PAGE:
Erica, I respectfully disagree with you. My perception is that your paint brush is unwisely broadly labeling the meat industry as being noncompliant with humane handling reg’s, and producing unsanitary meat. Granted, the companies listed above were guilty, and need to suffer the consequences. The vast majority of meat companies are fully compliant, producing consistently safe and wholesome foods, and it is to their economic advantage to do so. So, let’s take your suggestion and reduce meat consumption. Let’s replace it with canteloupe from Colorado, eggs (some vegetarians eat eggs) from Wright County Farm, lots of peanut butter from PCA, lettuce & spinach & peppers & sprouts from various farms in CA & Mexico, and the list goes on interminably. Do you see how specious and biased your conclusions are? There are bad players in EVERY segment of the food industry. Once you admit that, will you then suggest we start eating grass? But, the grass has been defecated on by birds, deer, flies, etc, which carry enteric bacteria such as E.coli & Salmonella. A balanced diet is good for humans, but overconsumption of one item can be deleterious to one’s health. We could feed fruitcake to fruitcakes, which aptly describes folks who propose a less-than-balanced diet. John Munsell ps I still eat lots of canteloupe, peanut butter, eggs, veggies, and beef, and am healthy.

  • crookedstick

    If I had known then what I know now… I would never have allowed my children to consume even one “school lunch.”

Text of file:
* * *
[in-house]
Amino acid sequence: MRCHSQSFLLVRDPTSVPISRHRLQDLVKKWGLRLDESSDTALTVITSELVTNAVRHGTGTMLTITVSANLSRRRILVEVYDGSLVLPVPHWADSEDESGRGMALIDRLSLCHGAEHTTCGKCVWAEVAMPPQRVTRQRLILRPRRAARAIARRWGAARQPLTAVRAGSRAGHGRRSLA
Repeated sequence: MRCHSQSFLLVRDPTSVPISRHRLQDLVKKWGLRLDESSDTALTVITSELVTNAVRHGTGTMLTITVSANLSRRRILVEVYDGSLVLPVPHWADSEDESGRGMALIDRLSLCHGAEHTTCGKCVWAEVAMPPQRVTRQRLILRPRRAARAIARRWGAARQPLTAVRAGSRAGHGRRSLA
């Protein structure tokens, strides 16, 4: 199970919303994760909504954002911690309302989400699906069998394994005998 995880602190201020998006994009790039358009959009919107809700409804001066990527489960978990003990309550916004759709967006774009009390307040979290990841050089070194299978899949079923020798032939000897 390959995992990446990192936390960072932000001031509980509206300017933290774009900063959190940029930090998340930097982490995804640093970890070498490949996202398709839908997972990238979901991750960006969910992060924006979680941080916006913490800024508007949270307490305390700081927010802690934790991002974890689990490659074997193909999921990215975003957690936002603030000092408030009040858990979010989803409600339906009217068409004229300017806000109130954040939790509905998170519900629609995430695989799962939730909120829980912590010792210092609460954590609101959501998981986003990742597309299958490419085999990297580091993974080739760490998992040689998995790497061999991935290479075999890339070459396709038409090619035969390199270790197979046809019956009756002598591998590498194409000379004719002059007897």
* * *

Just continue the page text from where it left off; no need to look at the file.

• Samarth Yadav

    save cows and animals go veg plz

    • Paula J. Warman

      I agree don’t eat meat eat vegetables and fruits save the animals they don’t deserve to be treated like that their gods creatures

  • flame

    I feel for any animal being abused but my first concern is for the school children who could potentially be at risk for eating any animal flesh especially in the schools where their parents and/or the children themselves have ‘no’ input into this matter.

  • Jan Fredericks

    The USDA doesn’t want undercover investigations as stated in the Ag-Gag bill. Animal abuse and unsanitary conditions are common. God created us to have a plant-based diet — for better protein, iron, etc….. The agri-business is all about $$$$$. Don’t buy into the diet our government wants us to believe — factory farms are destroying the earth with pollution, using up grain and water that could feed the hungry, and treats billions of innocent animals with horrid living conditions, not to mention that calves are torn from their mothers (for veal or to recycle in the dairy industry), male chicks are ground up alive or thrown in garbage heeps to die for the egg industry, and pigs live in crates. Someday God will hold us all accountable. We are not a ‘nation under God’ when we disrespect His animals.

  • Madeline Hilde Sicinski

    Cows being mistreated is so hard for me to see and read in. After partly watching Earthlings last night, I am now 100% vegan with motives so strong to advocate for veganism and animal rights, especially cows.